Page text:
This is a genealogy about Solomon Kimble (1809-1878) and his descendants who lived in Olive Furnace, Lawrence County Ohio and West Virginia.

John Kimble (1865-1834), the father of Solomon Kimble (1809-1878), was one of the first to settle in Lancaster, Fairfield County Ohio in the very early 1800's. The Northwest Territory had been acquired from the British at the end of the Revolunary War in 1787 and the territory was opening up to settlers rapidly.  Ohio did not become a state until 1803 and the village of Lancaster was founded in 1805.

In 1796, Ebenezer Zane (1747-1811) American pioneer, road builder and speculator obtained permission and funds from the United States Congress to build a road, called "Zane's Trace" through the Northwest Territory from Wheeling, Virginia to Maysville, Kentucky.  The road passed through Lancaster where it crossed the Hocking River. Scioto rivers. The road was a rudimentary path and at first suitable only for travel by foot or on horseback (not wagon).  It was the only major road in Ohio until the War of 1812. It is no doubt on this road that the Kimble family came into Ohio.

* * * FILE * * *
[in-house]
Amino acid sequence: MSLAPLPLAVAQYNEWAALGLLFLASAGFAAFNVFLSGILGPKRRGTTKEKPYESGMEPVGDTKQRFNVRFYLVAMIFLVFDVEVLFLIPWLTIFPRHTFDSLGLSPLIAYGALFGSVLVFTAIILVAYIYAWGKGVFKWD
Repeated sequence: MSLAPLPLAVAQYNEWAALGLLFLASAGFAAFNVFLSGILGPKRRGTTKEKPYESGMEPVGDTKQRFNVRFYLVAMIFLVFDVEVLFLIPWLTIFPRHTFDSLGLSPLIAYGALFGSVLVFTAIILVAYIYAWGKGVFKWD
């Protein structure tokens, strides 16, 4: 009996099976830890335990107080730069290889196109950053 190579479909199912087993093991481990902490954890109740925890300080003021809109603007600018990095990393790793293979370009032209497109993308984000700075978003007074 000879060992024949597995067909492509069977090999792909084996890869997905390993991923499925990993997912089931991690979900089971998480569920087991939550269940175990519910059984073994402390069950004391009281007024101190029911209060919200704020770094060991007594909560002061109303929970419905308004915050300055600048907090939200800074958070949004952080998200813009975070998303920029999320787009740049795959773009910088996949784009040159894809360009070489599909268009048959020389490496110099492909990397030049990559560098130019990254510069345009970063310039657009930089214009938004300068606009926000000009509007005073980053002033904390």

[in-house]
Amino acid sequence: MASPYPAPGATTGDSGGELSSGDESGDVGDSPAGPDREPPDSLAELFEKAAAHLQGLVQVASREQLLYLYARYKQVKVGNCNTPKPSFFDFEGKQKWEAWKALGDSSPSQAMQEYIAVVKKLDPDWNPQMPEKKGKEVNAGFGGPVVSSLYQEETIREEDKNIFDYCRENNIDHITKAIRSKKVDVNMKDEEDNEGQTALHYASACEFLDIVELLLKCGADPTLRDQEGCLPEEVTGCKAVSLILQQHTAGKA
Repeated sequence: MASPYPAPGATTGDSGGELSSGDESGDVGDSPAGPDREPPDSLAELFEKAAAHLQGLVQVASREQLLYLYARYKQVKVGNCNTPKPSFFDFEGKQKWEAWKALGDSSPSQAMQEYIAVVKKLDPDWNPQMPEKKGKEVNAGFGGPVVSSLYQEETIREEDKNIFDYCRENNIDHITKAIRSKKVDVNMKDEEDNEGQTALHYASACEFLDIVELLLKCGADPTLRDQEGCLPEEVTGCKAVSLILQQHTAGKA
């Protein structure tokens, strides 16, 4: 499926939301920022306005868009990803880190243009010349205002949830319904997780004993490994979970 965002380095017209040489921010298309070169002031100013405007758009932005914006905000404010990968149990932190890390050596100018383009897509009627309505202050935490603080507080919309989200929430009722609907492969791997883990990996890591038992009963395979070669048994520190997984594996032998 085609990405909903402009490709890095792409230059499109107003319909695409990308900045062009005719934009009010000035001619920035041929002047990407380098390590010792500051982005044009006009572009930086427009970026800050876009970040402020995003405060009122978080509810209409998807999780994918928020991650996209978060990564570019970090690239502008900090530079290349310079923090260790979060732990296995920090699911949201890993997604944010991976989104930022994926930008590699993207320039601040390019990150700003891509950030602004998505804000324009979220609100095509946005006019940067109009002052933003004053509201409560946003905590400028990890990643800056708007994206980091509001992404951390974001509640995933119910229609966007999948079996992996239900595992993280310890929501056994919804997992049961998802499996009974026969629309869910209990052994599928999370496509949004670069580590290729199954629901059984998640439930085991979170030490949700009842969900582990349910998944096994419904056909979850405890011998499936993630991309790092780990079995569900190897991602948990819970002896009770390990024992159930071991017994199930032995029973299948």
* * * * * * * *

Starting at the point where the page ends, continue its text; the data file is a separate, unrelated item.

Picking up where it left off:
By 1813, the Kimble family had moved into adjacent Hocking County and in the 1830's Solomon Kimble (1808-1878) moved south into Lawrence County, Ohio where his sons worked as miners of iron ore to feed the iron furnaces of Lawrence County. By the late 1800's family members migrated into the surrounding counties in Ohio and West Virginia.

List of Family Members

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Journal Reports

Genealogical Reports in National Genealogical Society Journal Format for Publication

Notable People of Kimble Family

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